The most common defect–seen across most of the species that have been cloned so far–is a condition known as large-offspring syndrome. Those clones are born larger than normal and have trouble breathing in their first few weeks. Most of the surrogates that gave birth to them experience prolonged pregnancies and sluggish, difficult labors, which may have something to do with their distended and enlarged placentas. Some of Wilmut’s cloned sheep were born with incomplete body walls, with muscles and skin around their abdomen that failed to properly join. Other scientists have reported abnormalities in kidney and brain function. In still other clones, the heart does not develop normally, and the walls that are supposed to separate fresh blood from deoxygenated blood do not form.
The good news, as far as cloning’s future is concerned, is that those problems seem to be limited to the clones and are not passed on to the next generation. When clones mate with ordinary animals, their offspring are created by the natural merging of egg and sperm–not by the reprogramming of a mature cell–which may erase any reprogramming errors in the clone. The proof is that Dolly gave birth to five healthy lambs. Cloned cows, pigs and mice are also bearing normal offspring. But when clones mate with other clones, all bets are off. Mice created this way appear to accumulate more abnormalities with each generation.
Most of the errors in reprogramming, scientists say, can be traced to a process known as DNA methylation. During normal development, molecules called methyl groups attach themselves to DNA in precisely timed patterns that regulate which genes are expressed at which times. During cloning, however, those patterns are not always reconstructed in exactly the same way. It’s a bit like taking all the words in a novel, jumbling them up and then trying to re-create the original book, putting sentences, pages and chapters back in the right order. The chances of that happening with 100% accuracy are minuscule, which helps explain why cloning is so inefficient. Rudolf Jaenisch, a geneticist at the Massachusetts Institute of Technology, estimates that 4% to 5% of the genes in a cloned animal’s genome are expressed incorrectly–probably because of faulty methylation. “If you reprogram, it affects the whole genome,” he says. “From what we know, I would argue that cloned animals cannot be normal. They can be closer to normal, but not normal.”
The mammalian body is surprisingly forgiving and can often compensate for minor programming errors. That’s why some genetic changes in clones may not have any measurable functional effects on the animals.
Dolly seems to have been one of those lucky ones. She showed just two signs of her unusual provenance. One was the arthritis she developed at an early age. The other was shortened telomeres in her cells. Telomeres are bits of DNA that sit at the ends of chromosomes and serve as a biological clock chronicling a cell’s age. In general, the shorter the telomeres, the older the cell. Dolly, a clone of a 6-year-old ewe, had cells whose telomeres were closer in length to those of her biological mother than to those of a baby lamb. We will never know, though, whether her shortened telomeres would have shortened her life. In 2003 Wilmut and his team decided to put Dolly to sleep after she developed lung cancer caused by a viral infection common among sheep. An autopsy revealed that she was otherwise normal.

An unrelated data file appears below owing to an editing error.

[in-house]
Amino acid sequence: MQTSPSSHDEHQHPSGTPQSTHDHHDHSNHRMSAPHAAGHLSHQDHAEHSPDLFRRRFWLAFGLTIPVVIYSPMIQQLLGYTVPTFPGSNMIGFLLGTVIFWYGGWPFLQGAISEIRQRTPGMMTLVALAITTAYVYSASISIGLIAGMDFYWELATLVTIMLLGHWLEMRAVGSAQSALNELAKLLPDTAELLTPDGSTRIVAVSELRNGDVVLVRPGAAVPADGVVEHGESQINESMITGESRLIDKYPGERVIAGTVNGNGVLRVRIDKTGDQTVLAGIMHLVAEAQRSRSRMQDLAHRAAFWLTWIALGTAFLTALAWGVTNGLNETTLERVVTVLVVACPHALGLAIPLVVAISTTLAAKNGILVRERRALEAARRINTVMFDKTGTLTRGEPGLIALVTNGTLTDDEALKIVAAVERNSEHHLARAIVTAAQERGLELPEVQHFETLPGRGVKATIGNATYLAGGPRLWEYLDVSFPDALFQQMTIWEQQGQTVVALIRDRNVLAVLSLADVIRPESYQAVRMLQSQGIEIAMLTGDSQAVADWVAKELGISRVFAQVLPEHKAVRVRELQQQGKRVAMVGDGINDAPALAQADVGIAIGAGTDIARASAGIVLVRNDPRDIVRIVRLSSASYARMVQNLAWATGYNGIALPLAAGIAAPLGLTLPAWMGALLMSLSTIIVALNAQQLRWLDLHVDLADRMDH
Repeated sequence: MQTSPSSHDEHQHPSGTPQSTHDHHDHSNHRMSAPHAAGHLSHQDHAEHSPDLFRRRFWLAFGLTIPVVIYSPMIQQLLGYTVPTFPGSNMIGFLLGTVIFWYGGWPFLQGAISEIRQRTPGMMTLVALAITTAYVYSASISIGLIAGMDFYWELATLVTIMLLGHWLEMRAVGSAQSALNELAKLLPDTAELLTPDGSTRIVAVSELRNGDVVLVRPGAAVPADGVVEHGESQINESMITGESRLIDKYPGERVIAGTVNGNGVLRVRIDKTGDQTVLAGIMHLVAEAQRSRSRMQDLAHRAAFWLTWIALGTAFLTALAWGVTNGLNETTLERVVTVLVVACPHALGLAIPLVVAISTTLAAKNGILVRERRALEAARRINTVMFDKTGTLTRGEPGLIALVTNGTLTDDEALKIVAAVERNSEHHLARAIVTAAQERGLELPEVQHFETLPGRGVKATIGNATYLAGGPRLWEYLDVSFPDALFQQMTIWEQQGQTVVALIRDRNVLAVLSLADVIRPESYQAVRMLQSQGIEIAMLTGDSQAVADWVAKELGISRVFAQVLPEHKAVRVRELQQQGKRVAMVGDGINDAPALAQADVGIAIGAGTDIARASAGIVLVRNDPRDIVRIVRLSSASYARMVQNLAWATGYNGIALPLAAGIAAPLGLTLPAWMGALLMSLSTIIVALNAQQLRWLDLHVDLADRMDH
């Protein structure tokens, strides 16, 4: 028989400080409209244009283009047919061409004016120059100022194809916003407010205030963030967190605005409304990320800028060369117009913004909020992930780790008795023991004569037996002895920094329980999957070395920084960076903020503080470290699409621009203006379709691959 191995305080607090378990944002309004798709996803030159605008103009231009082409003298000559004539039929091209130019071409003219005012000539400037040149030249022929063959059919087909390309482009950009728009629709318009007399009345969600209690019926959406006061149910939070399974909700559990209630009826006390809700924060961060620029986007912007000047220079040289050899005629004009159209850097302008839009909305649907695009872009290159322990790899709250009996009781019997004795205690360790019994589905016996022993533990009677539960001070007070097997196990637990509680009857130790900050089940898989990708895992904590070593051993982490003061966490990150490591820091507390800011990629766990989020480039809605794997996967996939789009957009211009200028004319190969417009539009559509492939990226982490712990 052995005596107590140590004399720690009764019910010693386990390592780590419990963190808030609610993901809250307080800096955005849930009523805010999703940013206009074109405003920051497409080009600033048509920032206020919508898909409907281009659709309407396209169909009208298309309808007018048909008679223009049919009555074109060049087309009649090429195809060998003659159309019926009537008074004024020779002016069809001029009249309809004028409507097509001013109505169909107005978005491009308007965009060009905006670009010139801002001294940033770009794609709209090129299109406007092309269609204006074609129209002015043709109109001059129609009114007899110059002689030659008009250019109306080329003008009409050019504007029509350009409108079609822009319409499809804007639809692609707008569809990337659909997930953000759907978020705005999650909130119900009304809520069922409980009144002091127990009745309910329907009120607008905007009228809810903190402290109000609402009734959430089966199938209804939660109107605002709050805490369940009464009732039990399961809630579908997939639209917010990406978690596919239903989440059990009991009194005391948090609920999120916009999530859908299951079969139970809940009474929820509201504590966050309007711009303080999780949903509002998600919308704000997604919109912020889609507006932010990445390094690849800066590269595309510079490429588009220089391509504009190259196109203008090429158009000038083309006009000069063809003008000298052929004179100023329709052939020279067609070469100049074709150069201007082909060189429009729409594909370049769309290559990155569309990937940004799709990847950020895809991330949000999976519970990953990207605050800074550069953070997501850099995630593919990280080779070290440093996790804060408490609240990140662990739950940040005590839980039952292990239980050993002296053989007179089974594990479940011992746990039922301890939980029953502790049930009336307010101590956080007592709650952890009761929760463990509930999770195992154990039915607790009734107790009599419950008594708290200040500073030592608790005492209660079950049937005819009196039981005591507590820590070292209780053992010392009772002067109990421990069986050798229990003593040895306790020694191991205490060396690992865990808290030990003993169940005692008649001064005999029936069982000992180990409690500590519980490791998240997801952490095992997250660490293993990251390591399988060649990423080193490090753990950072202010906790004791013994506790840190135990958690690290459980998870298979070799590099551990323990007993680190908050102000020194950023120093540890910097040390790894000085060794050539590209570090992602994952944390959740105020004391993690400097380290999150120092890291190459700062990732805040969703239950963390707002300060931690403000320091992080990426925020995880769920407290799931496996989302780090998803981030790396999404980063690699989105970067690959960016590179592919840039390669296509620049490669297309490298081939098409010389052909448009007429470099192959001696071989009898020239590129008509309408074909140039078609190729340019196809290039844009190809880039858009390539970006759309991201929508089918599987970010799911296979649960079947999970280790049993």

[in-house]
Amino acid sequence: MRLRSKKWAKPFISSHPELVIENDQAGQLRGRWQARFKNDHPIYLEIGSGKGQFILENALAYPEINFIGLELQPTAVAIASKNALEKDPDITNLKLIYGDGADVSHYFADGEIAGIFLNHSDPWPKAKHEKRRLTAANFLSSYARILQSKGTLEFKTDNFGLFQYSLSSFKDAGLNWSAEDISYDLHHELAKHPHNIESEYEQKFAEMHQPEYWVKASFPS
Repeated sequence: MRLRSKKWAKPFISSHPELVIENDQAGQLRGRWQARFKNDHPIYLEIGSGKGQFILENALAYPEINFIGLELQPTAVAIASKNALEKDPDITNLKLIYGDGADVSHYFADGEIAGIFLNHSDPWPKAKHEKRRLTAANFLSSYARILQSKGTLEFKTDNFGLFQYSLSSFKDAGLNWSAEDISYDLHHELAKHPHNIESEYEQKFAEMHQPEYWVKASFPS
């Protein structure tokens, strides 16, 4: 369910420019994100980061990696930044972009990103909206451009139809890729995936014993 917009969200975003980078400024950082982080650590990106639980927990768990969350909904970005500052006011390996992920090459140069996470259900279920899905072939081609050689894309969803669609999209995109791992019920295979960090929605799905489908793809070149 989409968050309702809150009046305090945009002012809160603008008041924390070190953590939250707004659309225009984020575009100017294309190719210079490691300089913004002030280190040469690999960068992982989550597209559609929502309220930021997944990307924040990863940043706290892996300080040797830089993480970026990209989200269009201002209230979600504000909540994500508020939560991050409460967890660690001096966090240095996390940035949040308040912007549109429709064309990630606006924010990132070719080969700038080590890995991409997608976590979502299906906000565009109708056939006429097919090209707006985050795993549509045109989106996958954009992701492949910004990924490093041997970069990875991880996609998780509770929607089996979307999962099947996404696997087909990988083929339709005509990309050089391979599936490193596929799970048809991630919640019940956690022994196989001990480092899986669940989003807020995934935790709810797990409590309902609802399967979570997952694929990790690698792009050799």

But the fact that clones have defects–however minor–only bolsters the arguments that scientists have made against human cloning. Based on his studies of the faults introduced by reprogramming, Jaenisch, for one, thinks human cloning is now out of the question. “I think we cannot make human reproductive cloning safe,” he says. “And it’s not a technological issue. It’s a biological barrier. The pattern of methylation of a normal embryo cannot be re-created consistently in cloning.”
But Jaenisch and Wilmut both see a role for cloning in treating human diseases–and perhaps someday conquering some of man’s most intractable conditions. Wilmut and others have already created cow, sheep and pig cells genetically engineered to produce a particularly beneficial human protein, then cloned those cells to generate live animals able to make copious amounts of the target protein in their milk. It may be another 10 years or more before that approach yields anything safe and reliable enough to be used in real patients, and there is no guarantee that it will ever be successful. But as Wilmut points out, nobody thought Dolly was possible until she made history that warm July night 10 years ago.